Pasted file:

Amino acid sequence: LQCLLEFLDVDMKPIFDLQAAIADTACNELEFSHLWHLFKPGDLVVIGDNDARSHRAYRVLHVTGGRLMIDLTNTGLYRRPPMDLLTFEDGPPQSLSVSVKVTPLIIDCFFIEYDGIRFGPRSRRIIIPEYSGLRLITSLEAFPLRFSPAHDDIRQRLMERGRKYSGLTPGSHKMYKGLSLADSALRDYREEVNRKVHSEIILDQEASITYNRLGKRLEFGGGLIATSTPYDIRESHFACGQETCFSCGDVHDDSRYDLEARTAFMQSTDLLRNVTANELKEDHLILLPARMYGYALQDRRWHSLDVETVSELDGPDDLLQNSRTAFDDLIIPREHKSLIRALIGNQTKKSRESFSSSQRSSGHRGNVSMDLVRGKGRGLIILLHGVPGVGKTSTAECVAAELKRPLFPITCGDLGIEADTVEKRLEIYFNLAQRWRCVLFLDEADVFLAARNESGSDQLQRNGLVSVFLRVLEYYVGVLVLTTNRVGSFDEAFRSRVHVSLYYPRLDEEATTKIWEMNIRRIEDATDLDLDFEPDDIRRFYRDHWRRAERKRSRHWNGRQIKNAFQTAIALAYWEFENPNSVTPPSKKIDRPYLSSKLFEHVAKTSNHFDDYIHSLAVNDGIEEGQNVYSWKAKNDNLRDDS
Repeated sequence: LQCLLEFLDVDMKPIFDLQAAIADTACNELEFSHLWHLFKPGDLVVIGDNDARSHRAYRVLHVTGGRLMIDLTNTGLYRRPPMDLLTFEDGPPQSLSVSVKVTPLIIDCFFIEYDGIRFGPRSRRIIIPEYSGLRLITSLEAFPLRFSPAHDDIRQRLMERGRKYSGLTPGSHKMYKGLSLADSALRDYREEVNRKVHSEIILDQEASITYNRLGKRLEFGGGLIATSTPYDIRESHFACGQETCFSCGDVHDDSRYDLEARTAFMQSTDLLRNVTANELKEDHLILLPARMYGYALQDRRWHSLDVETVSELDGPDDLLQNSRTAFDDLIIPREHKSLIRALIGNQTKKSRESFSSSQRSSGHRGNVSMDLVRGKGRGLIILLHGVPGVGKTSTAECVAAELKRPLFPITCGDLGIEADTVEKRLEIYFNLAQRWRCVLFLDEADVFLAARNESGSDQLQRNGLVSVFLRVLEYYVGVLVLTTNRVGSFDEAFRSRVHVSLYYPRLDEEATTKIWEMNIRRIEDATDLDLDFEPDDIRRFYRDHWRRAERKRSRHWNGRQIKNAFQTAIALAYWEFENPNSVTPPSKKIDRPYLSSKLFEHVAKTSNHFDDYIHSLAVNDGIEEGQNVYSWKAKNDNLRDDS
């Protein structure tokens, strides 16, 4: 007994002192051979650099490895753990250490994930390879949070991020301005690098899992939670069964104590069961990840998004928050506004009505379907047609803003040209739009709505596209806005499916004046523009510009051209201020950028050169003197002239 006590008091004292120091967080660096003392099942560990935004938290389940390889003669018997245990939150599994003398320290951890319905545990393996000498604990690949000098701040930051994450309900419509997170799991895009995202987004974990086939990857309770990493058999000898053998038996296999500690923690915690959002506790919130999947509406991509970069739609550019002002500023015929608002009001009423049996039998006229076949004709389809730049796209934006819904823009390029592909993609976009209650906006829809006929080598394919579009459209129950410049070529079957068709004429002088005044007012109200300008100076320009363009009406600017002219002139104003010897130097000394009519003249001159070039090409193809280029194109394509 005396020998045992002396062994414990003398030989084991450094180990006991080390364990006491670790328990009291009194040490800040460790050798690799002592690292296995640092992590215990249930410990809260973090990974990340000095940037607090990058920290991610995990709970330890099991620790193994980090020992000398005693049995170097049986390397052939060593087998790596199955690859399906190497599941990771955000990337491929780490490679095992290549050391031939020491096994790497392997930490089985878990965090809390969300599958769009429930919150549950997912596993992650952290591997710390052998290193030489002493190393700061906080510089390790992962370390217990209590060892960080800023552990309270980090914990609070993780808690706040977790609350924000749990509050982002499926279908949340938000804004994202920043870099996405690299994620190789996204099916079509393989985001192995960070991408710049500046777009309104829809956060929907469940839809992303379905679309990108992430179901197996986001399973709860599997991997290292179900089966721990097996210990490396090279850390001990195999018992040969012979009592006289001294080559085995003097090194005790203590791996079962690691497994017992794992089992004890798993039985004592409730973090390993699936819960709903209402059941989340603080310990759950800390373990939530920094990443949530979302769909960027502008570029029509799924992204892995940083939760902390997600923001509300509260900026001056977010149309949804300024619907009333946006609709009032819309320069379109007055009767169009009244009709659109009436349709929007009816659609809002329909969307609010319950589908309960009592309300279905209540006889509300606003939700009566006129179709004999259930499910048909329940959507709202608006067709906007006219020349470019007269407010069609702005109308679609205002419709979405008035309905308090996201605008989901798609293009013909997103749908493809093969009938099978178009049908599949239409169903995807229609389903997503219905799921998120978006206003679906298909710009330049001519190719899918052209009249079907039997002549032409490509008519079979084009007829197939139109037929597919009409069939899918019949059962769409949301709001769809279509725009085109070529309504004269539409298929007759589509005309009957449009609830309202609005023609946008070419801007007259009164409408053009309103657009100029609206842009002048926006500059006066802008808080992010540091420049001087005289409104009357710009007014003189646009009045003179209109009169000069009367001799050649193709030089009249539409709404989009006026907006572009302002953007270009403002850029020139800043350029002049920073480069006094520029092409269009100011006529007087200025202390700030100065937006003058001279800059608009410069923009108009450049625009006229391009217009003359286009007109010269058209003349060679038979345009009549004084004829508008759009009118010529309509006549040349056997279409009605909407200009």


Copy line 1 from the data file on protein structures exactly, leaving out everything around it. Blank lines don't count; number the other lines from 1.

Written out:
Amino acid sequence: LQCLLEFLDVDMKPIFDLQAAIADTACNELEFSHLWHLFKPGDLVVIGDNDARSHRAYRVLHVTGGRLMIDLTNTGLYRRPPMDLLTFEDGPPQSLSVSVKVTPLIIDCFFIEYDGIRFGPRSRRIIIPEYSGLRLITSLEAFPLRFSPAHDDIRQRLMERGRKYSGLTPGSHKMYKGLSLADSALRDYREEVNRKVHSEIILDQEASITYNRLGKRLEFGGGLIATSTPYDIRESHFACGQETCFSCGDVHDDSRYDLEARTAFMQSTDLLRNVTANELKEDHLILLPARMYGYALQDRRWHSLDVETVSELDGPDDLLQNSRTAFDDLIIPREHKSLIRALIGNQTKKSRESFSSSQRSSGHRGNVSMDLVRGKGRGLIILLHGVPGVGKTSTAECVAAELKRPLFPITCGDLGIEADTVEKRLEIYFNLAQRWRCVLFLDEADVFLAARNESGSDQLQRNGLVSVFLRVLEYYVGVLVLTTNRVGSFDEAFRSRVHVSLYYPRLDEEATTKIWEMNIRRIEDATDLDLDFEPDDIRRFYRDHWRRAERKRSRHWNGRQIKNAFQTAIALAYWEFENPNSVTPPSKKIDRPYLSSKLFEHVAKTSNHFDDYIHSLAVNDGIEEGQNVYSWKAKNDNLRDDS